Medicare Set-Asides

If you are a Medicare beneficiary and are about to receive a settlement, read on. Without considering Medicare’s rules and requirement, you could lose your government benefits when you receive a workers’ compensation or liability settlement to pay for future injury-related expenses.

download pdf

How Does This Work?

By law, Medicare is known as a “secondary payer”. That means that when an injured person has certain types of insurance coverage, those insurance companies are first responsible for paying for related medical expenses. If those companies do not cover the full cost of services, Medicare may then become responsible for the balance of payment.

Medicare beneficiaries risk a denial of coverage for future medical expenses if the Centers for Medicare and Medicaid Services determine that Medicare’s interests have not been appropriately considered. A Medicare set-aside is one way to avoid compromising this much-needed coverage.

Establishing a Medicare Set-Aside (MSA)

In short, a Medicare Set-Aside (“MSA”) is a voluntary arrangement that demonstrates a good-faith effort to fund future care without relying solely on Medicare. An MSA is a fund created for the settlement of a Workers’ Compensation or liability case. It is established from a portion of the settlement amount and is used to pay for future injury- or illness-related medical expenses that would otherwise be payable by Medicare. Funds must be established under an insured account and may be managed by the injured plaintiff or administered through a custodial account. Milestone coordinates the administration and set-up of your MSA through a third party to ensure that you are not over-funding the account.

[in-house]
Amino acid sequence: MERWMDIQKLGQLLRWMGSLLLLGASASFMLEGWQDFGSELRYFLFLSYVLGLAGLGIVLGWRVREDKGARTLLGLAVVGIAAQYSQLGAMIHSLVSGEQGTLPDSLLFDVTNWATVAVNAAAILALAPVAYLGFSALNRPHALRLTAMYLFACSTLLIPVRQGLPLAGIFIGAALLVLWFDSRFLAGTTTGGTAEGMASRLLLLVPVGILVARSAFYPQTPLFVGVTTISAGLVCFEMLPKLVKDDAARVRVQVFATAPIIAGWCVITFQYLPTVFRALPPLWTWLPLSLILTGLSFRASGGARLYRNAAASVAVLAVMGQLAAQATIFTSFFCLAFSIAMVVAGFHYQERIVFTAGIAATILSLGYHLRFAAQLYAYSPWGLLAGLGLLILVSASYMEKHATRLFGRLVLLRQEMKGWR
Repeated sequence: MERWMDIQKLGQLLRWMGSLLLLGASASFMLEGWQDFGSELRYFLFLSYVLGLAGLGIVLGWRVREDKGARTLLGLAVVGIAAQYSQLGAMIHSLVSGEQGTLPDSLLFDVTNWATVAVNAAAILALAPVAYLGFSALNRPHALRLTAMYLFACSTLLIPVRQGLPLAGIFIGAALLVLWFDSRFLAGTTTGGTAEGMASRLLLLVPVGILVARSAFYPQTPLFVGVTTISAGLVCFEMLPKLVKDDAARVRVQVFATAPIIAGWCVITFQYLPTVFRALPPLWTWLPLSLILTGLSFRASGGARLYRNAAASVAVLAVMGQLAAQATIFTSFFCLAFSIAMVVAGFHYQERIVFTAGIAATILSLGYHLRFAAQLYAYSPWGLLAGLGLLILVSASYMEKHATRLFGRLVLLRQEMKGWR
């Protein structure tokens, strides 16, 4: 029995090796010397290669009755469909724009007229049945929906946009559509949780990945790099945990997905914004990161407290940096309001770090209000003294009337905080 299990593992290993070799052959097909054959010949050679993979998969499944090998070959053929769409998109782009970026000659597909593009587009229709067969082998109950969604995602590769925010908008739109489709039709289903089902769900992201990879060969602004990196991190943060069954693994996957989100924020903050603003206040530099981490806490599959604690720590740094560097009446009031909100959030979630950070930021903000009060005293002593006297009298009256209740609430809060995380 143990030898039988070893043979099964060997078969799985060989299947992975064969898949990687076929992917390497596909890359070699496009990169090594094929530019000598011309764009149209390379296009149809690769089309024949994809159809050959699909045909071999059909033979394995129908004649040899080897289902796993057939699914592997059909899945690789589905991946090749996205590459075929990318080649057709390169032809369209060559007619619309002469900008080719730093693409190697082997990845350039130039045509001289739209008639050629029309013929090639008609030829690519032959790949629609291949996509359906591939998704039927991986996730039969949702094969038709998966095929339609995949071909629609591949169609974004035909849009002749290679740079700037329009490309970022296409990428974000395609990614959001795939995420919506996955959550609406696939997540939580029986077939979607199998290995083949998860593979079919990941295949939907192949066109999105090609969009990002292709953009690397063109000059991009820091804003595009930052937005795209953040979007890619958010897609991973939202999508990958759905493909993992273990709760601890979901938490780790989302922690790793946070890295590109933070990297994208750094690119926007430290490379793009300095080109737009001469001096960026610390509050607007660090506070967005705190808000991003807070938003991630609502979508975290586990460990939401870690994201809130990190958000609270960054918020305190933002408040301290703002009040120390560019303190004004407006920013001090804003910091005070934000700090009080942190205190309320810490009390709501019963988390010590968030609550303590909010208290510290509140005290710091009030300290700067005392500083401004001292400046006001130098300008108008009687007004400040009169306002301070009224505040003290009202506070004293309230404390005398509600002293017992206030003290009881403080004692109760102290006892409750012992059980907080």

While establishing an MSA is not mandatory, it adequately protects Medicare’s interests while ensuring a person’s settlement is as beneficial to his or her future as possible.

When this is the best option for a Medicare beneficiary, we take a streamlined and systematic approach to ensure adequate Medicare compliance and protection.

Our recommended four-step process is as follows:

  • Determine if a MSA is legally necessary based on the individual’s anticipated settlement amount, potential cost of future related medical care, and current Medicare status and eligibility.
  • Determine the appropriate allocation. An expert allocator will gather information about the beneficiary’s covered and non-covered medical needs.
  • Prepare for compliance. Plaintiffs MAY choose to self-administer their MSAs. However, self-administration could mean making critical accounting errors and improperly using funds.
  • Implement the most cost-effective funding solution. MSAs can be funded in different ways. An expert can weigh these options for the best tax-saving benefits, flexibility, and cost.

By taking a logical, documented approach to the MSA process, individuals can comply with Medicare secondary payer laws, and their future medical needs and Medicare eligibility will be protected.